This film is part of Free

Uganda Asians

How will Britain respond to the plight of thousands of refugees?

Non-Fiction 1972 4 mins


Persecution and strife turns thousands into refugees: how will Britain respond? President Idi Amin's expulsion of Uganda's South Asian-descended population (whose ancestors were placed there by the British Empire) meant a generation facing exile. The topicality today of this on-the-spot report from 1972 is obvious. That it was made by government filmmakers adds to its fascination.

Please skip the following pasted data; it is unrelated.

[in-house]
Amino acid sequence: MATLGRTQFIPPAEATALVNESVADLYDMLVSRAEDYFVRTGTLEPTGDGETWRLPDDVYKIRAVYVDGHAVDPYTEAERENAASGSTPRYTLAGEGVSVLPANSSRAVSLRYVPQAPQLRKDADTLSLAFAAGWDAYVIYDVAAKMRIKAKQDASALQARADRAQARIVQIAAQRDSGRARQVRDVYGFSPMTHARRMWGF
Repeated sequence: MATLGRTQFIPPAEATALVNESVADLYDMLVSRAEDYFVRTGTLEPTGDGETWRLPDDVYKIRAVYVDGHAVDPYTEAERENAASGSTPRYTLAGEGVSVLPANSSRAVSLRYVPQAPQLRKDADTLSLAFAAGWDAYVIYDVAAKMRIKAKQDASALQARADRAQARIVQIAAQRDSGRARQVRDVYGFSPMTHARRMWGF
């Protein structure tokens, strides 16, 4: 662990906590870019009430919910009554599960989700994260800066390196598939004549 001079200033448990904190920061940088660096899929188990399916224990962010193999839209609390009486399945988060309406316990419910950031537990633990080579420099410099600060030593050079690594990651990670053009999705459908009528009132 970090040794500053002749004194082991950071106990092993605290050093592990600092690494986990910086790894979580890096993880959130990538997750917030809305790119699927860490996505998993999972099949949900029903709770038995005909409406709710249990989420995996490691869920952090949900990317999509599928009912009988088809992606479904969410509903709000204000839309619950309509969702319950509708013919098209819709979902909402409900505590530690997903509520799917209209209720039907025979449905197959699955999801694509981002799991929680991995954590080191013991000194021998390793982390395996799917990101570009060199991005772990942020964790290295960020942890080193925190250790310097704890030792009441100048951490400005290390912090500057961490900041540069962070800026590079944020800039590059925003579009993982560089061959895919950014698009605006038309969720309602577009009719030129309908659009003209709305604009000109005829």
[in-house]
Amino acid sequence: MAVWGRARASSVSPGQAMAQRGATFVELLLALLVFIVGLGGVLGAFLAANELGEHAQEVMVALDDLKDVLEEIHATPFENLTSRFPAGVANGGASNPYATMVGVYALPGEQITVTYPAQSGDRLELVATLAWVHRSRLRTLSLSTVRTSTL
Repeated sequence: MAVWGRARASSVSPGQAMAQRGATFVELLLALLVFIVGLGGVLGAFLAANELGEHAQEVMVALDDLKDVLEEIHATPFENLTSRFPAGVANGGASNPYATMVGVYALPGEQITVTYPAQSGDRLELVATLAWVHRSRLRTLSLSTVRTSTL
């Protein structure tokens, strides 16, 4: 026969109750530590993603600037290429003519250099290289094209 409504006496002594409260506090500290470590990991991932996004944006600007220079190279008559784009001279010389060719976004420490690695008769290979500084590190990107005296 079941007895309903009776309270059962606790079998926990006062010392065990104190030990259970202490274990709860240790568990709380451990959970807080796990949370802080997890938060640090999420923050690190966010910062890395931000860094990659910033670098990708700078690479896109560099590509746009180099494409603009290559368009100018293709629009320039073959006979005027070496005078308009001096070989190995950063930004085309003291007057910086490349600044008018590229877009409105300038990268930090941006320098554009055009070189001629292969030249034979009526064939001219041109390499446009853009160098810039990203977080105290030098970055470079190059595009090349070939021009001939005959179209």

State papers released decades later showed that Edward Heath's Conservative government was ambivalent and sought to persuade other countries to step in; but ultimately it accepted some 28,000 of the 80,000 people threatened with expulsion. Home Secretary Robert Carr's interview here feels rather guarded but concludes by trusting that the better instincts of British people will accept a UK moral responsibility. The London Television Service, who filmed this item, was the in-house 16mm newsgathering service of the government's Central Office of Information. It mostly produced news and interest items for inclusion in magazine programmes distributed to overseas TV on behalf of the Foreign and Commonwealth Office. It's not clear whether this item was eventually used or in which countries it may have been shown. This government film is a public record, preserved and presented by the BFI National Archive on behalf of The National Archives, home to more than 1,000 years of British history.